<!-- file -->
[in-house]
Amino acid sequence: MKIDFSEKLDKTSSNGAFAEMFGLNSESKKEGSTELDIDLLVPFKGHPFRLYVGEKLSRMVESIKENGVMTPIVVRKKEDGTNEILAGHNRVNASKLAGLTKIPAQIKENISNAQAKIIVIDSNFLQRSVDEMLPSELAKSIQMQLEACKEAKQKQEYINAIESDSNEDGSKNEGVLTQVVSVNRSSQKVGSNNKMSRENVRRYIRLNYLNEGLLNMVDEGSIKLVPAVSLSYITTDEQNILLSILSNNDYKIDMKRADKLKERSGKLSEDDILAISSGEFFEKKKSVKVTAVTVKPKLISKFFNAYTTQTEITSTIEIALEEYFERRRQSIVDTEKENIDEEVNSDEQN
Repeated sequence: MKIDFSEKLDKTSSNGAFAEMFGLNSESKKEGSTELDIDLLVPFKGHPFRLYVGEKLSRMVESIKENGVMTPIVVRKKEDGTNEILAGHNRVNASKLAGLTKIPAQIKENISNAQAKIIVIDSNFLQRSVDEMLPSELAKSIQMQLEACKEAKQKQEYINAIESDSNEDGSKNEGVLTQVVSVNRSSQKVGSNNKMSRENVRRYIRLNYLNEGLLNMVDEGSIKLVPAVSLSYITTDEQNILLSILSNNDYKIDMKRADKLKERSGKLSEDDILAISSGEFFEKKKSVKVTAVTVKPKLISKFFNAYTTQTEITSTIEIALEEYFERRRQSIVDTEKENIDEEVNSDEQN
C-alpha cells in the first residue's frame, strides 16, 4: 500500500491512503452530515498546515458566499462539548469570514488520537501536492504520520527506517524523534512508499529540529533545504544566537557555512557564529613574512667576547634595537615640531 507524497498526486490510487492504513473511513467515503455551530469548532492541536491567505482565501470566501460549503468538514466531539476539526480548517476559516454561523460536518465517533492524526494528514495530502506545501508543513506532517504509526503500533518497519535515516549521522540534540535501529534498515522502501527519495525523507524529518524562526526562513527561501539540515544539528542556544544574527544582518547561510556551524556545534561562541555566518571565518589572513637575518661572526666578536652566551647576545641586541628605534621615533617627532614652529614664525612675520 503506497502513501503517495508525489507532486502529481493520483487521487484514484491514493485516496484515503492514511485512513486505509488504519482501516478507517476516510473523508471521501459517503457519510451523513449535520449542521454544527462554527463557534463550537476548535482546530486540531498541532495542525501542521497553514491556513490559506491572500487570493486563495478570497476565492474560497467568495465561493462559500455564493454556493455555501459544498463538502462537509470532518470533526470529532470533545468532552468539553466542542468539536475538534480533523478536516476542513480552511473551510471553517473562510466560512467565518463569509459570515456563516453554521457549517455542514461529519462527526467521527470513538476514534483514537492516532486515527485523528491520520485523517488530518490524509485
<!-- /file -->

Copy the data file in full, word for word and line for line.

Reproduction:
[in-house]
Amino acid sequence: MKIDFSEKLDKTSSNGAFAEMFGLNSESKKEGSTELDIDLLVPFKGHPFRLYVGEKLSRMVESIKENGVMTPIVVRKKEDGTNEILAGHNRVNASKLAGLTKIPAQIKENISNAQAKIIVIDSNFLQRSVDEMLPSELAKSIQMQLEACKEAKQKQEYINAIESDSNEDGSKNEGVLTQVVSVNRSSQKVGSNNKMSRENVRRYIRLNYLNEGLLNMVDEGSIKLVPAVSLSYITTDEQNILLSILSNNDYKIDMKRADKLKERSGKLSEDDILAISSGEFFEKKKSVKVTAVTVKPKLISKFFNAYTTQTEITSTIEIALEEYFERRRQSIVDTEKENIDEEVNSDEQN
Repeated sequence: MKIDFSEKLDKTSSNGAFAEMFGLNSESKKEGSTELDIDLLVPFKGHPFRLYVGEKLSRMVESIKENGVMTPIVVRKKEDGTNEILAGHNRVNASKLAGLTKIPAQIKENISNAQAKIIVIDSNFLQRSVDEMLPSELAKSIQMQLEACKEAKQKQEYINAIESDSNEDGSKNEGVLTQVVSVNRSSQKVGSNNKMSRENVRRYIRLNYLNEGLLNMVDEGSIKLVPAVSLSYITTDEQNILLSILSNNDYKIDMKRADKLKERSGKLSEDDILAISSGEFFEKKKSVKVTAVTVKPKLISKFFNAYTTQTEITSTIEIALEEYFERRRQSIVDTEKENIDEEVNSDEQN
C-alpha cells in the first residue's frame, strides 16, 4: 500500500491512503452530515498546515458566499462539548469570514488520537501536492504520520527506517524523534512508499529540529533545504544566537557555512557564529613574512667576547634595537615640531 507524497498526486490510487492504513473511513467515503455551530469548532492541536491567505482565501470566501460549503468538514466531539476539526480548517476559516454561523460536518465517533492524526494528514495530502506545501508543513506532517504509526503500533518497519535515516549521522540534540535501529534498515522502501527519495525523507524529518524562526526562513527561501539540515544539528542556544544574527544582518547561510556551524556545534561562541555566518571565518589572513637575518661572526666578536652566551647576545641586541628605534621615533617627532614652529614664525612675520 503506497502513501503517495508525489507532486502529481493520483487521487484514484491514493485516496484515503492514511485512513486505509488504519482501516478507517476516510473523508471521501459517503457519510451523513449535520449542521454544527462554527463557534463550537476548535482546530486540531498541532495542525501542521497553514491556513490559506491572500487570493486563495478570497476565492474560497467568495465561493462559500455564493454556493455555501459544498463538502462537509470532518470533526470529532470533545468532552468539553466542542468539536475538534480533523478536516476542513480552511473551510471553517473562510466560512467565518463569509459570515456563516453554521457549517455542514461529519462527526467521527470513538476514534483514537492516532486515527485523528491520520485523517488530518490524509485